Tuesday, November 17, 2009

Blogging for Preemies


Do you know a baby that was born too soon, too small, unable to suck, unable to breathe on his own? Premature birth is a health crisis that jeopardizes the lives and health of nearly half-million babies each year. It is the #1 killer of newborns and can lead to lifelong disabilities. Worse: the number has increased 31 percent since 1981. It can happen without warning and for no known reason. Until we have more answers, anyone’s baby, could be born too soon.

Medical advances give even the tiniest babies a chance of survival, yet for many babies premature birth is still a life or death condition. It’s the #1 cause of death during the first month of life. And babies who survive face serious health challenges and risk lifelong disabilities.

The rate of premature birth has never been higher. In half the cases, we simply don’t understand what went wrong. We need to fight for answers. And, ultimately, preventions.

Today I blog for Emma and the millions of other premature babies, however instead of focusing on the unhappy side of our story (which you can find here, here and here), I am choosing to focus on the positive outcome of Emma’s birth.

Before Emma was born I didn’t know anyone who was or had a preemie and unfortunately since then I’ve had multiple friends in similar situations. Each time it happened my heart would break a little more because I knew the pain and fear that they were feeling. And yet each time it happened it also made it clear to me why we were “chosen” to take this journey.

Much like premature birth has become the March of Dimes’ fight, my fight has become support for parents of preemies. Unfortunately (or fortunately I guess), when Emma was in the NICU I didn’t know anyone who had been there before. I didn’t have someone to turn to who could tell me that my fears and guilt were normal. I didn’t have someone to talk to who really knew what I was going through and I didn’t realize it at the time, but no one should have to embark on this journey alone. I had an amazing support group of family and friends, but none of them had been in the same place as me and as wonderful as they were, it’s just not the same. My new goal is to make sure that no one has to feel alone, that there is someone to hold their hand or offer them advice and a tissue or just sit and listen to them cry.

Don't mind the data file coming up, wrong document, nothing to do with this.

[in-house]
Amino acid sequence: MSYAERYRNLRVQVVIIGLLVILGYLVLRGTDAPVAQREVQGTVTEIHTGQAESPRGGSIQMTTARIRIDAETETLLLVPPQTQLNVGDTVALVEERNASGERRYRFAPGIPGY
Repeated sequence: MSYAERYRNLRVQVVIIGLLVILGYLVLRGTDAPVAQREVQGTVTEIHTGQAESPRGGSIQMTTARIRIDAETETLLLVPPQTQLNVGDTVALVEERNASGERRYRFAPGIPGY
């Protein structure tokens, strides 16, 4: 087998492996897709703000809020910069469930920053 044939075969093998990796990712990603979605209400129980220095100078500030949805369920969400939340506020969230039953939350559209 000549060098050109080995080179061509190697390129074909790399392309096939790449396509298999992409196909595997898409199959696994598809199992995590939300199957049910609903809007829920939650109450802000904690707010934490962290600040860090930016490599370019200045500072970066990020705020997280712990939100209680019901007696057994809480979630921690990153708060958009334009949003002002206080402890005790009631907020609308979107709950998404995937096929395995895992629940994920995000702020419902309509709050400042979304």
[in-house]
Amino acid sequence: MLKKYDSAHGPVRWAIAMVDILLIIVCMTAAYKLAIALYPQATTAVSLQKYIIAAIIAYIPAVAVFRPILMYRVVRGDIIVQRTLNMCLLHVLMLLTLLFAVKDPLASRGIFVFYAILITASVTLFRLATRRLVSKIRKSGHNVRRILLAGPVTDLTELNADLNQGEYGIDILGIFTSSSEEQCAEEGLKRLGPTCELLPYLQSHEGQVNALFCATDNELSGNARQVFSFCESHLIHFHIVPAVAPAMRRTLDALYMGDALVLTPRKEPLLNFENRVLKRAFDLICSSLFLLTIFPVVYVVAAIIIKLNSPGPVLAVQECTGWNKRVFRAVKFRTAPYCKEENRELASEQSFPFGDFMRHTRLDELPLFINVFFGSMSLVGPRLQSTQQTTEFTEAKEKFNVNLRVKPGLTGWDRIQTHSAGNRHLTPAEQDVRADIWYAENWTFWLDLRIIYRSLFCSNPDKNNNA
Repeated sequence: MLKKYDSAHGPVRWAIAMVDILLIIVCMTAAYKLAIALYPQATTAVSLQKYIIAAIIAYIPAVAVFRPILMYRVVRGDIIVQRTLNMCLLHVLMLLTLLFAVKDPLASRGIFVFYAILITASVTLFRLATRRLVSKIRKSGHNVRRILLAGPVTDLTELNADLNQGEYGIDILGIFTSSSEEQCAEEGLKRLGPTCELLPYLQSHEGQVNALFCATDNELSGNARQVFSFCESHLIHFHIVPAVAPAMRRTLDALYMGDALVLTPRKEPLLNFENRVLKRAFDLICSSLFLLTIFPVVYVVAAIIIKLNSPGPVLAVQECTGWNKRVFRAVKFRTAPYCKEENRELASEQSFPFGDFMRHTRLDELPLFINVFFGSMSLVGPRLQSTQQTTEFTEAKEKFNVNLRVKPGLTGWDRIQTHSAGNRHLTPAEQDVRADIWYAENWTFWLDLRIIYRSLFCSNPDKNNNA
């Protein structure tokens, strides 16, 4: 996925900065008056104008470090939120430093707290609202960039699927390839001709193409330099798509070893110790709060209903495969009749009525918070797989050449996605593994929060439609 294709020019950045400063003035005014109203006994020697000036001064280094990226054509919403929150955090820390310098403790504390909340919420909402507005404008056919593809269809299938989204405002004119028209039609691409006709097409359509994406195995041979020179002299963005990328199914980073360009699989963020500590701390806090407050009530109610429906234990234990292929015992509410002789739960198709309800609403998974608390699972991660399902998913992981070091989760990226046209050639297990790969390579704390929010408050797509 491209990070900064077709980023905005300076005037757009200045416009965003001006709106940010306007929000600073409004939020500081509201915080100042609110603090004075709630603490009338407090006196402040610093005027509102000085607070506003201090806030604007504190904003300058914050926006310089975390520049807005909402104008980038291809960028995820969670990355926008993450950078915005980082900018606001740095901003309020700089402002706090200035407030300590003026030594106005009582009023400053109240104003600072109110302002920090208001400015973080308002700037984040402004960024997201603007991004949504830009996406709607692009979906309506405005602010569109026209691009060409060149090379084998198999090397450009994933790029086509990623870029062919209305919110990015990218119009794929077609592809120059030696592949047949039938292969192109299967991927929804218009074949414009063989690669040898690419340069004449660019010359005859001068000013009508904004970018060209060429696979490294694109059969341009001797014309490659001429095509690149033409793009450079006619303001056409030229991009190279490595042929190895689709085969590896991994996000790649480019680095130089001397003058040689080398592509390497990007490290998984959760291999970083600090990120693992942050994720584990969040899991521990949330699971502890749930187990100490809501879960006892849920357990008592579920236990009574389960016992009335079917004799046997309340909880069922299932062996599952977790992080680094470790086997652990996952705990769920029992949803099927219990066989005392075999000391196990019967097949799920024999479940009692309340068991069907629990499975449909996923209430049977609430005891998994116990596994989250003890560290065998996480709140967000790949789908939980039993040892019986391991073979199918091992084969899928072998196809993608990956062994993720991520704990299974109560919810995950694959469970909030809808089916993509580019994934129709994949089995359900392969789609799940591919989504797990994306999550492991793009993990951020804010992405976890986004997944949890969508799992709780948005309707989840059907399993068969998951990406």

Thursday evening marks the first meeting of the Rose NICU Support Group that I have spent months convincing the hospital that is needed. I have found other women with similar stories who also want to offer support to new preemie moms, I researched the *best* way to make this successful and I’m hoping (and trying my hardest to ensure) that the meeting is a success and that this group gets off the ground. I’m also hoping that the group at Rose is just the beginning and that soon my cause will be city (state? country?) wide.

I truly believe that Emma led us on this path so that I could discover this need that I am here to meet. It’s my hope that no one has to go through the trauma of having a premature baby, but until there is a way to guarantee that, I’m here to hold their hand along the way.

8 comments:

Jeff and Kerry said...

I think you already know this, but your involvement and support during my bed rest and early birth of Max and Wes was so appreciated by our family. Your friendship means so much to me...it's actually kind of hard to put into words. I wish there were a way for me to go back in time and be more supportive to you while you were in the hospital, unsure of what the future would hold. At the time, bringing cupcakes to a (then) stranger seemed like the appropriate and nice thing to do. Now that I know firsthand how you were feeling, it makes me sad that I wasn't there for you the way you were there for me (us) while I was in the same situation. I know for a fact that I NEVER would have made it through the first few weeks of bed rest and first few weeks after M&W were born without you holding my hand. It's something I will never ever forget, and I'll spend a lifetime "paying it forward" to those I know who are in a similar situation - all thanks to you. I love you, buddy.

The Maiden Metallurgist said...

I'm so proud to be your friend and I wish you the best. This is an amazing thing.

Rhonda said...

I think it's wonderful that you are doing this. A lot of families will benefit from your experience and compassion. I'm so proud of you! Good luck!

Trish said...

::pumps fist:: that's awesome about the support group.

Tanya said...

I'm super proud of you lady!

Aunt Becky said...

You should be so proud of yourself. I am so proud to know you. Thank you.

MoDLin said...

You are so inspirational. Good for you. I hope your meeting tonight is a wonerfully supportive and healing event for lots of moms and dads. Thank you for posting about such an important issue and for giving so much of yourself to others.

Suzie said...

To be able to take a painful experience and turn it into an opportunity to help others is truly admirable. Hats off to you Ivory...I'll keep your new endeavor in my thoughts and prayers.